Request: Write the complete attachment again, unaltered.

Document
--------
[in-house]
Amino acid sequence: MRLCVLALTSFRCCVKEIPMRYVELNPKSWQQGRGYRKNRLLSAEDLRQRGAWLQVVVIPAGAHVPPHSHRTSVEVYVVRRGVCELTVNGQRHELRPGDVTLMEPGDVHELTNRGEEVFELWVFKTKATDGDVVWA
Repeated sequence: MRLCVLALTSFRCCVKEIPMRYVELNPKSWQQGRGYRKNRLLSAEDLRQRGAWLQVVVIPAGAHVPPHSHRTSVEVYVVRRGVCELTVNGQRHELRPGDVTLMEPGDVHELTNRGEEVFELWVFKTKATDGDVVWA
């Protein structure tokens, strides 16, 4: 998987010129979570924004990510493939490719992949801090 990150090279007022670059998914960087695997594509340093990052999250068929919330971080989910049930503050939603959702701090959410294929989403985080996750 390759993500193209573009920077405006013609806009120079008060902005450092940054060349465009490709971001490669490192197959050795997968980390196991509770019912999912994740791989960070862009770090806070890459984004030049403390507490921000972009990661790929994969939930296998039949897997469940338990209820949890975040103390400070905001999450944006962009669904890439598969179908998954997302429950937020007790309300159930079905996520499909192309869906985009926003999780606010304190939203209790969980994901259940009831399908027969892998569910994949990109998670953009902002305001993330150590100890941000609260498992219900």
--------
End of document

[in-house]
Amino acid sequence: MRLCVLALTSFRCCVKEIPMRYVELNPKSWQQGRGYRKNRLLSAEDLRQRGAWLQVVVIPAGAHVPPHSHRTSVEVYVVRRGVCELTVNGQRHELRPGDVTLMEPGDVHELTNRGEEVFELWVFKTKATDGDVVWA
Repeated sequence: MRLCVLALTSFRCCVKEIPMRYVELNPKSWQQGRGYRKNRLLSAEDLRQRGAWLQVVVIPAGAHVPPHSHRTSVEVYVVRRGVCELTVNGQRHELRPGDVTLMEPGDVHELTNRGEEVFELWVFKTKATDGDVVWA
């Protein structure tokens, strides 16, 4: 998987010129979570924004990510493939490719992949801090 990150090279007022670059998914960087695997594509340093990052999250068929919330971080989910049930503050939603959702701090959410294929989403985080996750 390759993500193209573009920077405006013609806009120079008060902005450092940054060349465009490709971001490669490192197959050795997968980390196991509770019912999912994740791989960070862009770090806070890459984004030049403390507490921000972009990661790929994969939930296998039949897997469940338990209820949890975040103390400070905001999450944006962009669904890439598969179908998954997302429950937020007790309300159930079905996520499909192309869906985009926003999780606010304190939203209790969980994901259940009831399908027969892998569910994949990109998670953009902002305001993330150590100890941000609260498992219900």